See the current issue of Scrubs Magazine

Happy Un-Thanksgiving Day for nurses?

Thinkstock | istockphoto

If you follow Scrubs magazine on Facebook, you know that we like to ask our readers questions. Often, we get several dozen great responses. When we asked our fans what they were NOT thankful for this season, we got hundreds of replies. Okay, so maybe we’re encouraging people to gripe at a time when our culture says everyone should be feeling grateful. But we think it’s only fair that nurses should have a forum where they can air their complaints. They spend enough time listening to unhappy patients, family members, administrators and doctors whining at work every day. We know our readers are thankful that Scrubs magazine is one place where they can tell it like it is!

Here are the top 35 things nurses are NOT thankful for in 2012:

Awful Working Conditions and Resource Shortages

  • Poor pay
  • Staffing shortages
  • Unfair and idiotic scheduling
  • Long, irregular hours
  • No lunch or bathroom breaks
  • High patient load
  • Supply and drug shortages
  • Workplace violence
  • Wound vacs that beep constantly and IV pump machines that don’t work half the time because they are of poor quality
  • Computer systems that go down weekly on night shift because IT assumes everyone is sleeping

Just Part of the Job Description

  • Call lights and call buzzers
  • Gross bodily fluid stuff including, but not limited to, phlegm, enemas, code browns, sputum, blood, urine, snot, oozing sores…
  • Bacteria (especially C. difficile, VRE and MRSA)
  • Charting! “Just as you start getting used to the current charting method, management notifies you that a different method of documentation will be rolled out next week…and you need to attend the orientation tomorrow.”
  • Back injuries
  • Sore legs and feet (hello, varicose veins and bunions!)
  • Chapped hands

Patients and Their Families

  • Med-seeking patients and ER regulars
  • Patients who don’t follow instructions or take meds as ordered
  • Ungrateful patients and visiting family members who order you around like a maid
  • Patients who self-diagnose with WebMD and family members who go online to look stuff up and then quiz you while you work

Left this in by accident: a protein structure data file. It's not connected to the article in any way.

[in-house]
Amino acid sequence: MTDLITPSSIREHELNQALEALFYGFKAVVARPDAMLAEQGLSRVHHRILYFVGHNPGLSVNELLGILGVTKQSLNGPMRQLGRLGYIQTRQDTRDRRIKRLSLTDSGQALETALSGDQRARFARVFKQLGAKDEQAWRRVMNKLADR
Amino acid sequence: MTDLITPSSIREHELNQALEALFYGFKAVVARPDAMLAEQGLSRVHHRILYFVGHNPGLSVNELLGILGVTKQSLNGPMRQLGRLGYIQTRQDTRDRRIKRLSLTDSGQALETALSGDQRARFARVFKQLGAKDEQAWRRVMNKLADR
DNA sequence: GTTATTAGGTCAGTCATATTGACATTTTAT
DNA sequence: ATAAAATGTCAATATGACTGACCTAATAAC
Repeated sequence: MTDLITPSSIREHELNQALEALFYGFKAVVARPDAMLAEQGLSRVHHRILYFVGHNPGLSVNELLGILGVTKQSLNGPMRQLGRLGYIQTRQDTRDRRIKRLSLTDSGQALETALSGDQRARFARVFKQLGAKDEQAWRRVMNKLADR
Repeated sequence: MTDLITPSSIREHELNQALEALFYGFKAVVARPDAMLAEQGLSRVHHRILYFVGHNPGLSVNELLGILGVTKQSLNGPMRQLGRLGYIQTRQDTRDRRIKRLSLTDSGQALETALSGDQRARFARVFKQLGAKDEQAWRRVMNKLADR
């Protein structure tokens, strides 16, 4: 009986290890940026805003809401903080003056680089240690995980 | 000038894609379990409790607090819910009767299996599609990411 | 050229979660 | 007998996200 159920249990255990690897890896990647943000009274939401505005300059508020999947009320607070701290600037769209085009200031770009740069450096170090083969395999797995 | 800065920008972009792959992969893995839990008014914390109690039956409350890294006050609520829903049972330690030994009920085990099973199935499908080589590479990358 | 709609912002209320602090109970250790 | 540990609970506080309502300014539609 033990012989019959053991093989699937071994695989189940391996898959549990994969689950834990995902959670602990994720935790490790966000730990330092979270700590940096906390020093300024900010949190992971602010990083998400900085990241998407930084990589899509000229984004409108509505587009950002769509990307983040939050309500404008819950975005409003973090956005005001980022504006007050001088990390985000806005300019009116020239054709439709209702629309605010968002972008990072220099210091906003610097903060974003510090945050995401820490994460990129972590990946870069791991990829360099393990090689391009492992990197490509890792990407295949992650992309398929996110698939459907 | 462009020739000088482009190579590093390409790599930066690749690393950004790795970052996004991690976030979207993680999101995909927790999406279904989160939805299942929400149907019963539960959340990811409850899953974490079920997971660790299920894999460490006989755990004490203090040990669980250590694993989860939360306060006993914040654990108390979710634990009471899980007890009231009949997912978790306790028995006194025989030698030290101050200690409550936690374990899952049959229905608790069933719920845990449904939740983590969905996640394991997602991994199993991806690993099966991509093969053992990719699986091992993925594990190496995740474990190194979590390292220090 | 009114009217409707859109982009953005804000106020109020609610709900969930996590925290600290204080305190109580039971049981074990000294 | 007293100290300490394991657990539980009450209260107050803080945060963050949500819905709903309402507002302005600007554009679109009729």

• Family/friends of the patient (and sometimes even patients themselves) who allude to being some type of specialist in the medical field and therefore have a lot of information (or authority) to contribute to the patient’s care. Then you find out that they were candy stripers!

Coworkers (Nurses, Doctors and Admin)

  • Former nurses working in admin who forgot where they came from
  • Staffing grids created by administrators that are clueless when it comes to patient safety
  • Mean, hateful doctors who “don’t give you no respect!”
  • Newly graduated nurses who act like they know it all, and older nurses who really do know it all but refuse to help newbies
  • Lazy coworkers
  • Nurse-on-nurse bullying and sabotage

Bureaucratic Bungling

  • Paperwork that takes away from patient work
  • Government dictating the care patients receive
  • JCHAO and other regulatory agencies that create red tape
  • Not having a say in healthcare even though nurses are the backbone
  • Prior authorization requests from insurance companies
  • Patient satisfaction surveys and the push for ever higher scores without nurses being given the necessary resources to improve care. No interest at all in improving staff satisfaction.
  • The bottom line winning out over patient care

Whew…looks like nurses have a long list! We’re just glad that they continue to get out of bed and go to work day after day—we couldn’t have healthcare at all without them.

Have you thanked a nurse today? We think you should.

Thank you to our Facebook fans for contributing to this article: Alice Hudson, Grace Clark, Amy Hernandez, Amy Gasper, Shelly Borneman Barwick, Mary Sondag Fields, Jennifer Pierson Murphy and Solana RM.

SEE MORE IN:
, , ,

Scrubs

The Scrubs Staff would love to hear your ideas for stories! Please submit your articles or story ideas to us here.
By

Post a Comment

You must or register to post a comment.

shares